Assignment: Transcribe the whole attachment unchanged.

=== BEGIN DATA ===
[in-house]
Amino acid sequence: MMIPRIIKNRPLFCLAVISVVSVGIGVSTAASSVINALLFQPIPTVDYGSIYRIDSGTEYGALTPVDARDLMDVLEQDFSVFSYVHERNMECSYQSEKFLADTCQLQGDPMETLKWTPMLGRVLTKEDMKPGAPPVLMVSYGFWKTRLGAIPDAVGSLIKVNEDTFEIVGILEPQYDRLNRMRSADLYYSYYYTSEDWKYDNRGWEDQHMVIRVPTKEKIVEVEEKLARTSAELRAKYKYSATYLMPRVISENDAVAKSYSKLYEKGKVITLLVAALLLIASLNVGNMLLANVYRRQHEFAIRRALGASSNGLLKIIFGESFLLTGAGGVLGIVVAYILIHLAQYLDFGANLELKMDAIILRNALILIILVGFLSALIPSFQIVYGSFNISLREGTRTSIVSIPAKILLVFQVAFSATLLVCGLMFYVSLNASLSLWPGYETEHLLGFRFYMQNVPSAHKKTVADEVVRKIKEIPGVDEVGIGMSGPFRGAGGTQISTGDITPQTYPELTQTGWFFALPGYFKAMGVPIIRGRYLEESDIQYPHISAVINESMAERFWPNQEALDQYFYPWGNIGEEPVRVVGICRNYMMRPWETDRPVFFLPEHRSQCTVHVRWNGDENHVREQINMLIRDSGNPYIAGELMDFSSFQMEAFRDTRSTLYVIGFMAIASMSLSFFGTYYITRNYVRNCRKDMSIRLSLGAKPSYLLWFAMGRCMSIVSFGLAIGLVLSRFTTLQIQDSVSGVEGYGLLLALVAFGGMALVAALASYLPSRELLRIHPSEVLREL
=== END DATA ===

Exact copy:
[in-house]
Amino acid sequence: MMIPRIIKNRPLFCLAVISVVSVGIGVSTAASSVINALLFQPIPTVDYGSIYRIDSGTEYGALTPVDARDLMDVLEQDFSVFSYVHERNMECSYQSEKFLADTCQLQGDPMETLKWTPMLGRVLTKEDMKPGAPPVLMVSYGFWKTRLGAIPDAVGSLIKVNEDTFEIVGILEPQYDRLNRMRSADLYYSYYYTSEDWKYDNRGWEDQHMVIRVPTKEKIVEVEEKLARTSAELRAKYKYSATYLMPRVISENDAVAKSYSKLYEKGKVITLLVAALLLIASLNVGNMLLANVYRRQHEFAIRRALGASSNGLLKIIFGESFLLTGAGGVLGIVVAYILIHLAQYLDFGANLELKMDAIILRNALILIILVGFLSALIPSFQIVYGSFNISLREGTRTSIVSIPAKILLVFQVAFSATLLVCGLMFYVSLNASLSLWPGYETEHLLGFRFYMQNVPSAHKKTVADEVVRKIKEIPGVDEVGIGMSGPFRGAGGTQISTGDITPQTYPELTQTGWFFALPGYFKAMGVPIIRGRYLEESDIQYPHISAVINESMAERFWPNQEALDQYFYPWGNIGEEPVRVVGICRNYMMRPWETDRPVFFLPEHRSQCTVHVRWNGDENHVREQINMLIRDSGNPYIAGELMDFSSFQMEAFRDTRSTLYVIGFMAIASMSLSFFGTYYITRNYVRNCRKDMSIRLSLGAKPSYLLWFAMGRCMSIVSFGLAIGLVLSRFTTLQIQDSVSGVEGYGLLLALVAFGGMALVAALASYLPSRELLRIHPSEVLREL